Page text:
Vermont utilities are encountering some resistance as they roll out new wireless smart meters.
Officials say about 5 percent of consumers have so far chosen not to have the devices installed. But officials expect that "opt out" rate to drop as the technology is deployed around the state.
Both sides in the debate over wireless smart meters are counting on more education to persuade consumers to either accept or reject the digital devices.
"We know people have concerns. We think there are very good answers to those concerns," says Dorothy Schnure, spokeswoman for Green Mountain Power. The utility merged this month with Central Vermont Public Service and now covers about 70 percent of the state.
Schnure says she expects the opt out rate to settle between 2 and 5 percent.
"The question that we hear most often is that people are concerned about privacy. In fact we will protect that information to the same degree we have always protected it," she says. "We do not give out customer information."
Green Mountain Power has installed about 71,000 smart meters, and so far about 4,000 customers have chosen not to use the technology.
While GMP expects the opt-out rate to decline, Martine Victor of Manchester is doing all she can to get more people to reject the service.
Wireless smart meters communicate using radio waves that transmit real-time data on how much electricity is being used. And opponents like Victor are worried not only about breaches of privacy but also about possible health effects from the wireless signals.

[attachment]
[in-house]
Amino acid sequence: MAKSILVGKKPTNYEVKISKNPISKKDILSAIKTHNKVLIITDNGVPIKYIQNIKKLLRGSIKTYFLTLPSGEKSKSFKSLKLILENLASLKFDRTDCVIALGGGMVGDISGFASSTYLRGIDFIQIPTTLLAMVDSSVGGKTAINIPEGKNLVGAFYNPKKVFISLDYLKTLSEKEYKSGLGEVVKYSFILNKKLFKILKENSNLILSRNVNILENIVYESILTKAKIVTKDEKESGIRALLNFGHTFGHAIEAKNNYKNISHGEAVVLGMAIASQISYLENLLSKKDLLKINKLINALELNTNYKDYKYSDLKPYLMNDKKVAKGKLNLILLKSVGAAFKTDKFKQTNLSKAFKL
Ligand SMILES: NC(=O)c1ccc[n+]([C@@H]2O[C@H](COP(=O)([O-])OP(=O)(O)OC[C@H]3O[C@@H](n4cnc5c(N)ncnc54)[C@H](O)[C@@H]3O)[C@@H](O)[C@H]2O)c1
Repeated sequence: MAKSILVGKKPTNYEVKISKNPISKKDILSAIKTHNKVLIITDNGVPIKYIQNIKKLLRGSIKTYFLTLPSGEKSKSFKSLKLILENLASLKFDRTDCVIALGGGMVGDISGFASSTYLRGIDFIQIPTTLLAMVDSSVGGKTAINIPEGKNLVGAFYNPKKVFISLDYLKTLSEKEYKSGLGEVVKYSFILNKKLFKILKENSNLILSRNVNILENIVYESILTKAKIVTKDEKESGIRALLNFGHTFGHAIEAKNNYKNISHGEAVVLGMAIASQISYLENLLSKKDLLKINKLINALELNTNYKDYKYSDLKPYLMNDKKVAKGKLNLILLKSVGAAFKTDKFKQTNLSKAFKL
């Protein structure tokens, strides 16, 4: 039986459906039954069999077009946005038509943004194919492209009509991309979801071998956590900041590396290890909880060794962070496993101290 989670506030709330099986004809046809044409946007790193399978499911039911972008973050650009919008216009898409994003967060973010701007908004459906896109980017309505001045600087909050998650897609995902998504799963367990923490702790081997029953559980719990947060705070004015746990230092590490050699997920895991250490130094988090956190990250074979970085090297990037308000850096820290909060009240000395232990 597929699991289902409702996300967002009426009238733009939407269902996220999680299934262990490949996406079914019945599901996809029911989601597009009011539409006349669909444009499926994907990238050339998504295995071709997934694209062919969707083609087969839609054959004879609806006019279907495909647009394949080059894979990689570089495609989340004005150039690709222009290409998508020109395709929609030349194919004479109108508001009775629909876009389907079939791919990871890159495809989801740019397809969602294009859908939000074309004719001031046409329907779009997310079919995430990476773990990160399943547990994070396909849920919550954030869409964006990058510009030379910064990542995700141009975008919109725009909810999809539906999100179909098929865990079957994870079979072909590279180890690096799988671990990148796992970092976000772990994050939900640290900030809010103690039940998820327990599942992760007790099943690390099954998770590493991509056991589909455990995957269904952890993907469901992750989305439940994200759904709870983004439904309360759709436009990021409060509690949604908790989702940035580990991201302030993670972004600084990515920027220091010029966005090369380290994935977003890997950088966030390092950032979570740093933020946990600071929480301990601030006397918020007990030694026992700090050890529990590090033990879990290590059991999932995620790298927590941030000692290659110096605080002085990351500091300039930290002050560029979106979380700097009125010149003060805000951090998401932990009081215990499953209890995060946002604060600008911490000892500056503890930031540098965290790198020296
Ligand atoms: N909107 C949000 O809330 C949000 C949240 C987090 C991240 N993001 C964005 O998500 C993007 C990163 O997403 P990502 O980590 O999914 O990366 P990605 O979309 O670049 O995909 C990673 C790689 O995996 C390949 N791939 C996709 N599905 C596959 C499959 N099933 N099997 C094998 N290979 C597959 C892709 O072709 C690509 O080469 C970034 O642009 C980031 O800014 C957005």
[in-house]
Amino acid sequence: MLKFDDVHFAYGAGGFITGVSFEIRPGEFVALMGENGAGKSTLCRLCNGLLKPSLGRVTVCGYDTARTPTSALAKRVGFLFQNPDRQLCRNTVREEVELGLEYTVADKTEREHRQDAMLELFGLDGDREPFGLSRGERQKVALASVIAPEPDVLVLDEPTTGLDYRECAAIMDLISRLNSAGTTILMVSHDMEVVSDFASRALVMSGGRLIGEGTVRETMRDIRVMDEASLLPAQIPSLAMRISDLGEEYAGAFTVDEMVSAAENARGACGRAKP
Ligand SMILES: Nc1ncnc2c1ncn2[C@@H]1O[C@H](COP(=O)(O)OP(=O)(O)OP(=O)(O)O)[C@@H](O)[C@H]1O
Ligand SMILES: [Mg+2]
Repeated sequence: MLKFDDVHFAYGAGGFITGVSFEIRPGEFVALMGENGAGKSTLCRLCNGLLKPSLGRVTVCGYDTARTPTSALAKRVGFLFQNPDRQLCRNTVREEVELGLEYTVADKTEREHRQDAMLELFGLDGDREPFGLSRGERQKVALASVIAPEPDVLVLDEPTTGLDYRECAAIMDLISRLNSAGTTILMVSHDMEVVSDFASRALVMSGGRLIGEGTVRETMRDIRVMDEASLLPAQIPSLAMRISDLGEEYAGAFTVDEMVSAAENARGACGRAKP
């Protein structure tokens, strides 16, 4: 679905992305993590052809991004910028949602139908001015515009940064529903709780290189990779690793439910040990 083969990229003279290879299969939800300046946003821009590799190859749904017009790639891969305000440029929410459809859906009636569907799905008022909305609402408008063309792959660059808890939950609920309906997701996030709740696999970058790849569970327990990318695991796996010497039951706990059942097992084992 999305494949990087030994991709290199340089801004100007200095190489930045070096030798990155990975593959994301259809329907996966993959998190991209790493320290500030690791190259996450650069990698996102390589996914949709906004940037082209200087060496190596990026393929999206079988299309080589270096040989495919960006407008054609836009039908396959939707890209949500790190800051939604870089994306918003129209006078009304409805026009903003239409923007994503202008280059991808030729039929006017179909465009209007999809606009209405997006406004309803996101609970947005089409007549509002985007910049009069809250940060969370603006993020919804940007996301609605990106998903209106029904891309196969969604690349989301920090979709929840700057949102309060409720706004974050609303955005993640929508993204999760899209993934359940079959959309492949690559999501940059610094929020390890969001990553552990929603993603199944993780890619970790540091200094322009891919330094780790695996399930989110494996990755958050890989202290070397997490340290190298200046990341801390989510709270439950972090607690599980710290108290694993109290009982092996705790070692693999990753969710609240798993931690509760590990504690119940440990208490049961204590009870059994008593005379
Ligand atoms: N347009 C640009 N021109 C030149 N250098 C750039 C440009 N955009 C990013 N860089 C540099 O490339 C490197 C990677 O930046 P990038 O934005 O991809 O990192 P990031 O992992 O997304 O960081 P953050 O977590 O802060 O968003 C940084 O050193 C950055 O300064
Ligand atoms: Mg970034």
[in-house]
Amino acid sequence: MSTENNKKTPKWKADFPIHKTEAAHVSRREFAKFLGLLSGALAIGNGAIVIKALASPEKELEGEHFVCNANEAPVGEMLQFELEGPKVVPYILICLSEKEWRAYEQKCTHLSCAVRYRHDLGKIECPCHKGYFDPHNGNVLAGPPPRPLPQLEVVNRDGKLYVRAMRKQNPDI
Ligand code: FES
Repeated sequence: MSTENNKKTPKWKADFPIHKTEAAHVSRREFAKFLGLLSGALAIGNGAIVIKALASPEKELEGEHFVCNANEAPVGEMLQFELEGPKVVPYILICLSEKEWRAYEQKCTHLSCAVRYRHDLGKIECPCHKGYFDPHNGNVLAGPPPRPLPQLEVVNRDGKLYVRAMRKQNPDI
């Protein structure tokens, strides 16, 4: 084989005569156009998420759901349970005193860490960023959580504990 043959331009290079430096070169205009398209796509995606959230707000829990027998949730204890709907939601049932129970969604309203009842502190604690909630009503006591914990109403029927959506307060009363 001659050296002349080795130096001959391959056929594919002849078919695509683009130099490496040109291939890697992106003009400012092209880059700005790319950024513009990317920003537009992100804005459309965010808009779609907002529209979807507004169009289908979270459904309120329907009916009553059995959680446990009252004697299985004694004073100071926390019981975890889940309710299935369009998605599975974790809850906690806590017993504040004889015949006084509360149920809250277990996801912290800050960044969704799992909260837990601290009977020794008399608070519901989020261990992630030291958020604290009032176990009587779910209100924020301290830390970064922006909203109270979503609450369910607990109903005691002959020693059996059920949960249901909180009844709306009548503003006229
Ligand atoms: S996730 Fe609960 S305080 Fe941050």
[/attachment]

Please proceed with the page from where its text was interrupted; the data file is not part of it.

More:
"And I think once people hear what’s at stake as far as health impacts and privacy it’s kind of a non-brainer to me that you would want to opt out," Victor says.
The state says both issues should not concern consumers. James Porter is telecommunications director at the Department of Public Service, the agency that represents consumers. He says the department has proposed stringent privacy rules that he expects to be adopted soon by the Public Service Board. He says the wireless signal emitted by smart meters is equivalent to a baby monitor or cordless phone.
Porter says the message from the smart-meter roll out so far is that most consumers are embracing the technology.
"Largely what the department is seeing at this point is a population that generally is very excited about the prospect of having these smart meters," he says. "We think there are enormous benefits both to the electric system, to the utilities, and most importantly to the customers themselves."
Porter says customers can use smart meters to run their energy-demanding appliances less when the price of power is high.